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Apollo 11: What Neil Armstrong and Buzz Aldrin saw during dramatic Moon landing



The iconic images of the Eagle Lunar Module descent to the moon are ranked among the most incredible images ever recorded.

The black and white film is shot from a 16 mm time delay camera mounted in the Buzz Aldrin window on the right side of the Eagle Lunar Module. However, there is no information on what Apollo 11 Mission Commander Neil Armstrong saw from his window. "Because of the small size of the LM windows and the angle at which the film camera was mounted, the command Neil Armstrong saw when he flew and landed LM was not recorded," NASA explains in a statement on its site. [19659003] In an effort to gain insight into the last moments of the incredible mission, NASA has used images captured by its Lunar Reconnaissance Orbiter to create a simulation of what Armstrong saw. Orbiter images have also been used to restore Aldrin's vision from the other side of the Lunar Module.

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Scientists utilize the Lunar Reconnaissance Orbiter Camera (LROC) to reconstruct the last three minutes of the eagle's runway using landmark navigation, and the height of callouts from the mission's voice recording. To do this, experts crushed information about the eagle's latitude, longitude, orientation, speed and height.

  This image shows the Lunar Module descent stage and the astronaut tracks. (NASA / Goddard / Arizona State University)

This image shows the Lunar Module descent stage and astronaut tracks. (NASA / Goddard / Arizona State University)

"From this banana information and high-resolution images from LROC Narrow Angle Camera (LROC NAC) and topography, we simulated what Armstrong saw in the last few minutes as he led the LM down to the Moon's surface," NASA explains. "When the video began, Armstrong could see the purpose of the rocky northeastern flank of the western crystal (190 meters [623 feet] diameter), which led him to take manual control and fly horizontally and looking for a safe landing site. At that time, only Armstrong saw the danger; he was too busy flying in the LM to discuss the situation with mission control. "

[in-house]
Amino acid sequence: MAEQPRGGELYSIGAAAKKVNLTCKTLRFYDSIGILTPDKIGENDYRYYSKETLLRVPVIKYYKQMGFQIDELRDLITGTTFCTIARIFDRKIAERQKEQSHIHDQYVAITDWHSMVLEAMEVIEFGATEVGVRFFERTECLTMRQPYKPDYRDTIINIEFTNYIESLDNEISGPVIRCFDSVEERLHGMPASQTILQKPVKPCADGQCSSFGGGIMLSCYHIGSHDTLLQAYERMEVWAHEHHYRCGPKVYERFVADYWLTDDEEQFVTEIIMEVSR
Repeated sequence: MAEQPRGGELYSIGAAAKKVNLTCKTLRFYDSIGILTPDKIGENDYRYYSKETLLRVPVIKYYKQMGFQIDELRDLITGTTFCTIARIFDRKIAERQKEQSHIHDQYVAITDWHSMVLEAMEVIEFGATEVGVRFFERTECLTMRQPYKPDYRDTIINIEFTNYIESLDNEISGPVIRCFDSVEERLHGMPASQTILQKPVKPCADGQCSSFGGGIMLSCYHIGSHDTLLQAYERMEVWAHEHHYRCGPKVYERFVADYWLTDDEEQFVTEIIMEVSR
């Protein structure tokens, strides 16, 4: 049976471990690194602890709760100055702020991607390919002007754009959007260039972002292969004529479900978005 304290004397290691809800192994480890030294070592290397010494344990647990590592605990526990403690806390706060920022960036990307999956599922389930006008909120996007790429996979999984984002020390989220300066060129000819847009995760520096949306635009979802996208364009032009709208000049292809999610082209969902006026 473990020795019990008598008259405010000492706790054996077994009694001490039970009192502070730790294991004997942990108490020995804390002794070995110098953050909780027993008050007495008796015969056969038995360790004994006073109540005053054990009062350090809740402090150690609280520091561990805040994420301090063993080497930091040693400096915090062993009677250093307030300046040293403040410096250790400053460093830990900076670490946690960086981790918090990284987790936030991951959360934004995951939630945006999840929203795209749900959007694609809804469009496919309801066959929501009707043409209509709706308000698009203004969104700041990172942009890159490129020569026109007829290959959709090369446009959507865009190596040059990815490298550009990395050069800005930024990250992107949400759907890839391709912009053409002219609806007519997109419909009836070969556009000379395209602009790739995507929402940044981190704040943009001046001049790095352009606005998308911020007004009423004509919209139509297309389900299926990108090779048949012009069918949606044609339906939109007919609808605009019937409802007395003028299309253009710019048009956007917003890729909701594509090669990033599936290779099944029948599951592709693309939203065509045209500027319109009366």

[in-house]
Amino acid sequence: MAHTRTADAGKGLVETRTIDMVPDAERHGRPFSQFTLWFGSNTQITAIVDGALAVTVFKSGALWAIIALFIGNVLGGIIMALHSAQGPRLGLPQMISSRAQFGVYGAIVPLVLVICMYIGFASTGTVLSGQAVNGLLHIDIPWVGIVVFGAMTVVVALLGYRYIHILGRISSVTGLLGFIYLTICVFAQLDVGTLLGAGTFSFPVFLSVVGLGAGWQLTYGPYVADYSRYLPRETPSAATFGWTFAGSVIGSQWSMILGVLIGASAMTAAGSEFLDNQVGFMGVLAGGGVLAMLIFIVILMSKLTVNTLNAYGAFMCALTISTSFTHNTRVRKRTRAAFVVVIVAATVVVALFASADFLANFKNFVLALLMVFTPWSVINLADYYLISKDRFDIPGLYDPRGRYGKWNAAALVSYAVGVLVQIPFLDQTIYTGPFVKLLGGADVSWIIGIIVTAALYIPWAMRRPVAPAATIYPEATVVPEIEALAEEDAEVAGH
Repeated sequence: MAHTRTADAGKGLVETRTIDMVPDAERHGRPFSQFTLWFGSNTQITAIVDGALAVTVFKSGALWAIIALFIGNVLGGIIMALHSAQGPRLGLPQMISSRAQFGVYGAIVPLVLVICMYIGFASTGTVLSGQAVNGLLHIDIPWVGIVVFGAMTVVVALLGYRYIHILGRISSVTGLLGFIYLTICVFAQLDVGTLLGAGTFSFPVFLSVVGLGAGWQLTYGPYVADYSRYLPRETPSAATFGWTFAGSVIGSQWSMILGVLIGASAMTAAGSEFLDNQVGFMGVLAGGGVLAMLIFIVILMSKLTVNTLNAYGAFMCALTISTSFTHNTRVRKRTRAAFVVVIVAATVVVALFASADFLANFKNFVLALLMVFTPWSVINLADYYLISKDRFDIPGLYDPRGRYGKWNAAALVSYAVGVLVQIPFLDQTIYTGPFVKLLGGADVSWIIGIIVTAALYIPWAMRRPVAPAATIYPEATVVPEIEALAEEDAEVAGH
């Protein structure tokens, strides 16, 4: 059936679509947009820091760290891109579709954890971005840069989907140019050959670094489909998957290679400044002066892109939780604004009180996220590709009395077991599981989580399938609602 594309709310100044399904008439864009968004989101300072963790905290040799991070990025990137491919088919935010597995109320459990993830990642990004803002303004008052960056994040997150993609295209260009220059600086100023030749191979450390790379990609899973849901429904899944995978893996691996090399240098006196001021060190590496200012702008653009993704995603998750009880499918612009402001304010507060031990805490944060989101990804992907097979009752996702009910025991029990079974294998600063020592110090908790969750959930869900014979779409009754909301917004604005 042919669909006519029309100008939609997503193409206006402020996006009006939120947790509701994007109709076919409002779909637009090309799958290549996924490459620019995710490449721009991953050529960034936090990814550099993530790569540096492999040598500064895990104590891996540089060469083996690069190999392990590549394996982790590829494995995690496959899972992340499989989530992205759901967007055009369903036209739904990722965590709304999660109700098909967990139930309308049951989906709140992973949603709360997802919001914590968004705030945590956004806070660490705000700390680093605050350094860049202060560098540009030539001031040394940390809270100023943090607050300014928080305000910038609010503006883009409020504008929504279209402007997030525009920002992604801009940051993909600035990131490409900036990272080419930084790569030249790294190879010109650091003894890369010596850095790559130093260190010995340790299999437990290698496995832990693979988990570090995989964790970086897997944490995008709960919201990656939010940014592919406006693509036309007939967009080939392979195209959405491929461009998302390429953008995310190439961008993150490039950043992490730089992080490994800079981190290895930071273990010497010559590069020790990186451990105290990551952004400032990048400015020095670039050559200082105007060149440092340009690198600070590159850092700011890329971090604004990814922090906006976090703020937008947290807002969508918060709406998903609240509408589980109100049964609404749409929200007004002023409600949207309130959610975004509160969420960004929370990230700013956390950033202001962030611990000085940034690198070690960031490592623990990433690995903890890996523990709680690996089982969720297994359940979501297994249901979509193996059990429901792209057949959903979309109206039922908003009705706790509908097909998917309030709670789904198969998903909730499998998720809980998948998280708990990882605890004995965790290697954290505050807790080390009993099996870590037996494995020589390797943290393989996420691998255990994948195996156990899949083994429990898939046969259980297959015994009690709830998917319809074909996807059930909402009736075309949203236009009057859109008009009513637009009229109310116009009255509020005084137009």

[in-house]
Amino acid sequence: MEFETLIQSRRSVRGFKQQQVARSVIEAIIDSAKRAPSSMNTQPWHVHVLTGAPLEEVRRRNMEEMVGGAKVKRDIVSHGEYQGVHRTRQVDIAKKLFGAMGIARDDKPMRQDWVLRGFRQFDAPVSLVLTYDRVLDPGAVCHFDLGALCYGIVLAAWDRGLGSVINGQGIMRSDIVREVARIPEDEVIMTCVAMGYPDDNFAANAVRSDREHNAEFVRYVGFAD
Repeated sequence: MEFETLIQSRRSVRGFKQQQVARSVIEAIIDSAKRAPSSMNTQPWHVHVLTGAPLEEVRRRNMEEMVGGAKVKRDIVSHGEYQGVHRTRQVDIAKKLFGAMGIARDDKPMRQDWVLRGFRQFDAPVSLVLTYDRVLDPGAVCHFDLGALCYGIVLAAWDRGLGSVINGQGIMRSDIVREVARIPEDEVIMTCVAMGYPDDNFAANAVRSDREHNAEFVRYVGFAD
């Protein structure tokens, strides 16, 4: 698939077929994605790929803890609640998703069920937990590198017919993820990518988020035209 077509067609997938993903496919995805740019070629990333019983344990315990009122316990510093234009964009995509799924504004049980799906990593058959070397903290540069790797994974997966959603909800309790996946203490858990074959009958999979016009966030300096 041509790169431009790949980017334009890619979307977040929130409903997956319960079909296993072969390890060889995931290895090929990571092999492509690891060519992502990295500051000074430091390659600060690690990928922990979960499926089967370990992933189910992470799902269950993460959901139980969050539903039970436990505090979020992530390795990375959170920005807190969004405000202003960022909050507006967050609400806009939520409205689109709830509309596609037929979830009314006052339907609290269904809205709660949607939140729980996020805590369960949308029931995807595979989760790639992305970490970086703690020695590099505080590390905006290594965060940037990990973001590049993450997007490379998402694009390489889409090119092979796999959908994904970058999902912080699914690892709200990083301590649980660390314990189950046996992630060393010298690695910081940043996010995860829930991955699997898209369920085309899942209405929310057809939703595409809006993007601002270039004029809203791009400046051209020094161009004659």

After navigating the eagle over the West Crater" bouldery ", Armstrong found a safe place to land the module about 1,640 feet from the crater and gently descend

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Just before the historic landing, Armstrong flew over a 131-foot diameter crater known as Little West Crater, later photographing the crater under his famous moonwalk.

  A view of Little West Crater. was taken by Neil Armstrong (NASA)

A view of Little West Crater This photograph was taken by Neil Armstrong (NASA)

About 234,000 miles away were Neil Armstrong's sons Mark and Rick at home in Houston and watched television, as their father left the eagle moon module and into the sides of history.

Rick was 12 years old when his father stepped out of the eagle moon module and famously praised "A small step for a man, a giant leap for humanity."

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"When he went out, nobody in the room heard what the words were because they were all" what did he say? "Rick told Fox News in a new interview." I heard it and I said "something about a little step" but then it wasn't clear what happened, I always remember. "

An estimated 650 million people around in the world

July 20 marks the 50th anniversary of Moon Landing

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NASA used a time-synchronized version of the original 16mm film from the Apollo 11 landing for to reconstruct Armstrong and Aldrin's views from Eagle Lander The First Men on the Moon site helped with the simulations by synchronizing the air-to-ground voice transfer with the movie.

  In this July 20, 1969 image made by television, astronaut Neil Armstrong to Apollo 11 on the ground surface Millions on earth gathered around television and radio, Armstrong heard this: "It is a small step for man, a giant hope for mankind." If he had returned from space, he immediately insisted that he had been wrong. He said it was a lost word in his famous one-piece object from the moon: "It's a small step for a" man. "It's just that people just didn't hear it."

On July 20, 1969 Picture from television, Apollo 11 astronaut Neil Armstrong enters the moon's surface. Millions on the earth gathered around the TV and radio, Armstrong heard this saying, "It's a small step for man, a giant poop for humanity." But after returning from space, he immediately insisted that he had been misused. He said it was a lost word in his famous one-piece object from the moon: "It's a small step for a" man. "It's just that people just didn't hear it."
(NASA via AP)

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  File Photo - Neil Armstrong, Commander of Apollo 11, speaks to a technician during a pass at Kennedy Space Center, Cape Canaveral, Florida, just before he sat down for the moon with other astronauts Michael Collins and Edwin & # 39; Buzz & # 39; Aldrin.

File Photo – Neil Armstrong, Commander of Apollo 11, spoke to a technician during a run at Kennedy Space Center, Cape Canaveral, Florida, shortly before joining the moon with astronauts Michael Collins and Edwin & # 39; Buzz & # 39; Aldrin.
(Photo by Central Press / Getty Images)

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